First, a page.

by Alex Hudson/ Drug Information Center Coordinator

Q: Hey DIC, what’s the best way to cure a hangover?

Ah yes, one of the nightlife’s eternal questions. Humankind has been grappling with this since we discovered fermentation. Here’s the thing— there is no “cure” for the common hangover. There are some tips to take the edge off, but there is no sure-fire one hundred percent miracle to make you bright eyed and bushy tailed. Except, of course, not getting trashed, but let’s save that lecture for another time.
It’s the morning after and you have a pounding headache, rollercoaster-ride stomach, cotton factory of a mouth, exhaustion, and the general world hatred and promises to “never drink again.” Why? Obviously bad guy number one in the hangover is the booze but dehydration is also a big player. Alcohol causes your body to dump water out of your system and takes vitamins and minerals with it, resulting in dehydration and the above symptoms.
This brings us to the ultimate question: how are you going to kick this hangover to the curb? First, drink water. Not too much; excess water at one time can make you feel sick and you might throw up, which really sucks. Ginger ale is a wonderful stomach soother, but higher in sodium so pair it with water. Pedialyte, the drinks for little kids, has all the goods you need to rebound from your infant-like state. If you are feeling creative, you might want to try some orange juice (the vitamin C helps) or one of the athletic drinks to put the missing vitamins/minerals/electrolytes back into the system and helps things rebalance.
Water before bed helps for sure, but lay off the over the counter pain medicines (aspirin, Tylenol, ibuprofen, etc). Your liver has enough to deal with right now and won’t process it effectively anyway. Besides, you’ll be asleep most of the time it would be working. People swear by it, but what’s working is the pre-sleep water. Ibuprofen and aspirin in the morning aren’t a smart choice, since they can irritate the lining of your stomach. Tylenol is less severe on the stomach, but a little harder on the liver, so take it easy. If you are drinking a lot of alcohol fairly frequently, stick with the other two since your liver is already working hard enough.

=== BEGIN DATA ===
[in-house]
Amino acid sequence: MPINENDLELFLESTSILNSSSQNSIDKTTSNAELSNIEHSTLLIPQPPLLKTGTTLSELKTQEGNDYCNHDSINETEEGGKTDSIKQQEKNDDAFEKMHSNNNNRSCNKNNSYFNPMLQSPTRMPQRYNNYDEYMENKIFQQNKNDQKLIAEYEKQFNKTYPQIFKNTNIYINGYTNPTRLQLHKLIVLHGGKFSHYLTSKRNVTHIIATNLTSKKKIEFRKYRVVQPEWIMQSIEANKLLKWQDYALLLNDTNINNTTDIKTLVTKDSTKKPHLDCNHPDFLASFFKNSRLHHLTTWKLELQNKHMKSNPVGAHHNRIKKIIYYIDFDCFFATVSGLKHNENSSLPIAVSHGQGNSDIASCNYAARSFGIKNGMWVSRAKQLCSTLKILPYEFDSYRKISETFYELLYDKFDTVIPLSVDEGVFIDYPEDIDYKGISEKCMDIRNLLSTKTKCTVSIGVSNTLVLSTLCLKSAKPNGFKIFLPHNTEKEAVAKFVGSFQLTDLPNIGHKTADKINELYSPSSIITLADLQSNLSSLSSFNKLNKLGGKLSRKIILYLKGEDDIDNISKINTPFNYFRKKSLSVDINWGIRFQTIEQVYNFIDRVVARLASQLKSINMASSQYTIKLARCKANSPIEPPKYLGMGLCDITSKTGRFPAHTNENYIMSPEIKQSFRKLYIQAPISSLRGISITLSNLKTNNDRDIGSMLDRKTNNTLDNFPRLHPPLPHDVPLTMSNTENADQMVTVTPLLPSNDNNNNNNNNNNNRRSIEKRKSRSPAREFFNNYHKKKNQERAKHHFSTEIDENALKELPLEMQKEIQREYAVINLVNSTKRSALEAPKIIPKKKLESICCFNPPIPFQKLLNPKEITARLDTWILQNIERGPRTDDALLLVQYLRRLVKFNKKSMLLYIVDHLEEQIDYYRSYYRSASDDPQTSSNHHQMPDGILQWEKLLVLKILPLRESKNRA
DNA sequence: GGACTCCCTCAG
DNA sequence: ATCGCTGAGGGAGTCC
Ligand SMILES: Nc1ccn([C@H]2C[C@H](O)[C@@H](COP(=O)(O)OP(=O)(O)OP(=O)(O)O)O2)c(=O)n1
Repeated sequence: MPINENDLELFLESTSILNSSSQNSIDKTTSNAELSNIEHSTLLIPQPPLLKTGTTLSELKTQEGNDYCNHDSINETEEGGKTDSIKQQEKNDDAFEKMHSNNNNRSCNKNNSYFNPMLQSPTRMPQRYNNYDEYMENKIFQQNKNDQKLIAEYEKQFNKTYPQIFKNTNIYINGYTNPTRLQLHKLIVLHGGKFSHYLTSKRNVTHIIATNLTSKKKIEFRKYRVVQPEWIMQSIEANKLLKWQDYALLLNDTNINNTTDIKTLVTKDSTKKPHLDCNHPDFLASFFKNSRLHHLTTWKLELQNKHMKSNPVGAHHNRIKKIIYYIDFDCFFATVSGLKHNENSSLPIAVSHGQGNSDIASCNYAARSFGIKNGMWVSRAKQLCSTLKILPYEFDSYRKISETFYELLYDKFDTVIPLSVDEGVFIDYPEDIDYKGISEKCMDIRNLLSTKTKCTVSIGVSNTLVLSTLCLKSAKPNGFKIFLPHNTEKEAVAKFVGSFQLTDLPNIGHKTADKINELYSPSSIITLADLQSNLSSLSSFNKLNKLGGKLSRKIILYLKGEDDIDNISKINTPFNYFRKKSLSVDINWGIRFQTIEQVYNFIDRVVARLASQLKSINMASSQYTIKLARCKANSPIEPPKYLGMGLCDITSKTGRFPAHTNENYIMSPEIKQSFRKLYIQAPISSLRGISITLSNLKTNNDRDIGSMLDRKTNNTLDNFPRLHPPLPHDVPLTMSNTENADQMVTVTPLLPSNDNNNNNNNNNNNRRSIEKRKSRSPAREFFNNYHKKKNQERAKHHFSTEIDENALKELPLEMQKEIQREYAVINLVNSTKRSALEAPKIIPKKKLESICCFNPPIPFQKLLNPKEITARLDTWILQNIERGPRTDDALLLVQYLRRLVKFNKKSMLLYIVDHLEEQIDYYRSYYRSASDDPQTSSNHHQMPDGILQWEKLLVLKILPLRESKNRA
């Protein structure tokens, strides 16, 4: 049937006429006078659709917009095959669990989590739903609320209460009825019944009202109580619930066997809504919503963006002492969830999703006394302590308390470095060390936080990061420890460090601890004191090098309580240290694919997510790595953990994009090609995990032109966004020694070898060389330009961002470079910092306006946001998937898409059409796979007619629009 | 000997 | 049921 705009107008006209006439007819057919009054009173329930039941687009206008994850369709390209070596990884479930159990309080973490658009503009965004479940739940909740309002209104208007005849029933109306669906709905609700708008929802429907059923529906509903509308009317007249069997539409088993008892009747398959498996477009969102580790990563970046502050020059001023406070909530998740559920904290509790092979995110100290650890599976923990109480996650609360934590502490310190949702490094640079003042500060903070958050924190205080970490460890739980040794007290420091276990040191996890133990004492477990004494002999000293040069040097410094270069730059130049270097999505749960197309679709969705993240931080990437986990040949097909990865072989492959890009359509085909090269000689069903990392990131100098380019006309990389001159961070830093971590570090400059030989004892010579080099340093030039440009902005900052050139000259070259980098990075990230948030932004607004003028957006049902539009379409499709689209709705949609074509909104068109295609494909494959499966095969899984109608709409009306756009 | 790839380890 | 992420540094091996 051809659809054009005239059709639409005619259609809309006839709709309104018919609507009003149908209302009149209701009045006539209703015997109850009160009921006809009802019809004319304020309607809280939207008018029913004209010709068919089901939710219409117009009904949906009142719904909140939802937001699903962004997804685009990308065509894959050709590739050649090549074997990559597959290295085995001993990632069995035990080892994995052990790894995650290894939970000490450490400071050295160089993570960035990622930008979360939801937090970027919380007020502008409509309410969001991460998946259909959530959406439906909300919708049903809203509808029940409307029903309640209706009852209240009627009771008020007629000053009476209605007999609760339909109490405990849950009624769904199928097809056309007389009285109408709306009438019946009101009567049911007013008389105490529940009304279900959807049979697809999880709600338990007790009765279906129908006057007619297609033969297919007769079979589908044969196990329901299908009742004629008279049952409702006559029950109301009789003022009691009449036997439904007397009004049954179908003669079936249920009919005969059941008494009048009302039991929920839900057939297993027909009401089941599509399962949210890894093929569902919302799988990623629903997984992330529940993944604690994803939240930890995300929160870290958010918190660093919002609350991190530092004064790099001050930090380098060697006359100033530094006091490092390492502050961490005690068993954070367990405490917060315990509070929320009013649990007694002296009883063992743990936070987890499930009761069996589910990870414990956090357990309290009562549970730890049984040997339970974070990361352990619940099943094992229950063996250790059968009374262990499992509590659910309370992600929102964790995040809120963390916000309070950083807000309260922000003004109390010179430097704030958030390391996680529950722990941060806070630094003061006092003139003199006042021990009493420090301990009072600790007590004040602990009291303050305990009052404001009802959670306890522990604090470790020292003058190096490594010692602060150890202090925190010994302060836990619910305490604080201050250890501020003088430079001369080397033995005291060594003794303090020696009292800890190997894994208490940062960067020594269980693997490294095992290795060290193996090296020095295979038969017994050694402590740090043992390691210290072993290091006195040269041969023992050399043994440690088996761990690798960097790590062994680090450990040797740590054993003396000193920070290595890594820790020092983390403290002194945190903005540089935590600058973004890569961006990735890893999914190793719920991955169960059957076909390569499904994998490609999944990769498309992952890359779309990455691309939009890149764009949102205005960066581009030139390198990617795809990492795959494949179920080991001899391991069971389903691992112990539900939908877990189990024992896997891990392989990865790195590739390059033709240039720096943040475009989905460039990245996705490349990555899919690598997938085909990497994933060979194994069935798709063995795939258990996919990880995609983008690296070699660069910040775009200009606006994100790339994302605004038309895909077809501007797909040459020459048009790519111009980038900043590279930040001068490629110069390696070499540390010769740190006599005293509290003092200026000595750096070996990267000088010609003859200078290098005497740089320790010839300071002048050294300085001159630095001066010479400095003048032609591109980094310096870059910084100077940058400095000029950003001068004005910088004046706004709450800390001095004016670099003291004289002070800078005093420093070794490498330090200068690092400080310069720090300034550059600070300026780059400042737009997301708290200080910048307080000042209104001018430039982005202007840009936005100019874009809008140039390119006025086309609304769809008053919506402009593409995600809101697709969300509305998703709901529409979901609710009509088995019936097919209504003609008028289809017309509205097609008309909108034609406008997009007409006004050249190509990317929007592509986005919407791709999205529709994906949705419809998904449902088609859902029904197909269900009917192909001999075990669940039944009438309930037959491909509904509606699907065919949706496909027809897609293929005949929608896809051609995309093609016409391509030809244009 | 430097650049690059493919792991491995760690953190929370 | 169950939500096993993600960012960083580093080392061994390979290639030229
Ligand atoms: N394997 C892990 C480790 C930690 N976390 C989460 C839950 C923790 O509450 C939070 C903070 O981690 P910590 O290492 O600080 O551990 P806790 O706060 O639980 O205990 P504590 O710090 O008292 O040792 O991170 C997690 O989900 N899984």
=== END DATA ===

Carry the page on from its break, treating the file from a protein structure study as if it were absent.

Putting some food in that belly will help but stick to the lighter fare. (If you’re still in party mode, eating now will save you some pain in the morning. Aim for protein, which stays in the stomach a bit longer than carbohydrates and default to high fat foods.) For that “morning after” war in the stomach some light fruits or simple carbohydrates (toast, crackers) are probably your best bet. They’re not too taxing on your digestive system and will replace some of those missing vitamins.
Coffee helps wake you up, but since it’s a stimulant (and a diuretic) it isn’t doing anything to get you re-hydrated. Drinking alcohol in the morning (the “hair of the dog”) is also not a great idea. You’re delaying the inevitable and giving your stomach and liver more work. And don’t even bother with all those stop hangover pills on the market, they’re expensive and require that you drink them with a lot of water, which is what stops to hangover anyway.
Remember the initial comment about stopping hangovers by not getting trashed? Prevention in this case really is the best medicine. Eat before you drink, alternate boozy and non-alcohol drinks, take your time, and watch how much you’re downing. Take it down a couple of notches next time and you’ll thank yourself in the morning.

Got questions about drugs and alcohol? Email Alex at as.rop.druginfo@wwu.edu to get the information you crave, include in the email if it’s OK that your question gets considered for the Weekly Buzz.